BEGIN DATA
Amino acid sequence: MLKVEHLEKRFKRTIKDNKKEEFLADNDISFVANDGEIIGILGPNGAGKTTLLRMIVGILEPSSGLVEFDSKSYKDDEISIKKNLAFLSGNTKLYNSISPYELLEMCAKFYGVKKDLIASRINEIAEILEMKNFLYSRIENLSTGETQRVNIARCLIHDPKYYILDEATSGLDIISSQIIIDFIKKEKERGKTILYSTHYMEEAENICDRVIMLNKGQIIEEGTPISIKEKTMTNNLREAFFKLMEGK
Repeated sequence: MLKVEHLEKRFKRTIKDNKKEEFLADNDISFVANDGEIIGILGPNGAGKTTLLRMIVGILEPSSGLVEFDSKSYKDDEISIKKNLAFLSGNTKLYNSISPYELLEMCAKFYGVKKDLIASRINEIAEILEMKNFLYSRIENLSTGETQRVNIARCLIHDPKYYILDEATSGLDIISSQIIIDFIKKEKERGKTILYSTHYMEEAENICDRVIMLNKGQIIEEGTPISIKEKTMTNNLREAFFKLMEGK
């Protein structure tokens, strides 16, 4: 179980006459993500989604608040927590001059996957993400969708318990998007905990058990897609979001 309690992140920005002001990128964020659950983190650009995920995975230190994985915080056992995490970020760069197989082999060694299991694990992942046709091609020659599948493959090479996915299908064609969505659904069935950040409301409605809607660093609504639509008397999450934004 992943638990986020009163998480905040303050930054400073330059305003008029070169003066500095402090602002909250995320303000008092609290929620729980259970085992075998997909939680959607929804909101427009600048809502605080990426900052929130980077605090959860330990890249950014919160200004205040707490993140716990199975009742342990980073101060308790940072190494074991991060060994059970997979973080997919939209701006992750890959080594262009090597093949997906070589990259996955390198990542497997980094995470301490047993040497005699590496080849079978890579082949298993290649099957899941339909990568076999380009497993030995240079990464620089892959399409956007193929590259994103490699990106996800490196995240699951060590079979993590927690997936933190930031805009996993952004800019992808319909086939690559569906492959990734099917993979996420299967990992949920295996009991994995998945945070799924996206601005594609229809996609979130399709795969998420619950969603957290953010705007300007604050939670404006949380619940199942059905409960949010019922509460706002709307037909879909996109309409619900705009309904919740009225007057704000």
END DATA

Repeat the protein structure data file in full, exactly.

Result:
Amino acid sequence: MLKVEHLEKRFKRTIKDNKKEEFLADNDISFVANDGEIIGILGPNGAGKTTLLRMIVGILEPSSGLVEFDSKSYKDDEISIKKNLAFLSGNTKLYNSISPYELLEMCAKFYGVKKDLIASRINEIAEILEMKNFLYSRIENLSTGETQRVNIARCLIHDPKYYILDEATSGLDIISSQIIIDFIKKEKERGKTILYSTHYMEEAENICDRVIMLNKGQIIEEGTPISIKEKTMTNNLREAFFKLMEGK
Repeated sequence: MLKVEHLEKRFKRTIKDNKKEEFLADNDISFVANDGEIIGILGPNGAGKTTLLRMIVGILEPSSGLVEFDSKSYKDDEISIKKNLAFLSGNTKLYNSISPYELLEMCAKFYGVKKDLIASRINEIAEILEMKNFLYSRIENLSTGETQRVNIARCLIHDPKYYILDEATSGLDIISSQIIIDFIKKEKERGKTILYSTHYMEEAENICDRVIMLNKGQIIEEGTPISIKEKTMTNNLREAFFKLMEGK
């Protein structure tokens, strides 16, 4: 179980006459993500989604608040927590001059996957993400969708318990998007905990058990897609979001 309690992140920005002001990128964020659950983190650009995920995975230190994985915080056992995490970020760069197989082999060694299991694990992942046709091609020659599948493959090479996915299908064609969505659904069935950040409301409605809607660093609504639509008397999450934004 992943638990986020009163998480905040303050930054400073330059305003008029070169003066500095402090602002909250995320303000008092609290929620729980259970085992075998997909939680959607929804909101427009600048809502605080990426900052929130980077605090959860330990890249950014919160200004205040707490993140716990199975009742342990980073101060308790940072190494074991991060060994059970997979973080997919939209701006992750890959080594262009090597093949997906070589990259996955390198990542497997980094995470301490047993040497005699590496080849079978890579082949298993290649099957899941339909990568076999380009497993030995240079990464620089892959399409956007193929590259994103490699990106996800490196995240699951060590079979993590927690997936933190930031805009996993952004800019992808319909086939690559569906492959990734099917993979996420299967990992949920295996009991994995998945945070799924996206601005594609229809996609979130399709795969998420619950969603957290953010705007300007604050939670404006949380619940199942059905409960949010019922509460706002709307037909879909996109309409619900705009309904919740009225007057704000």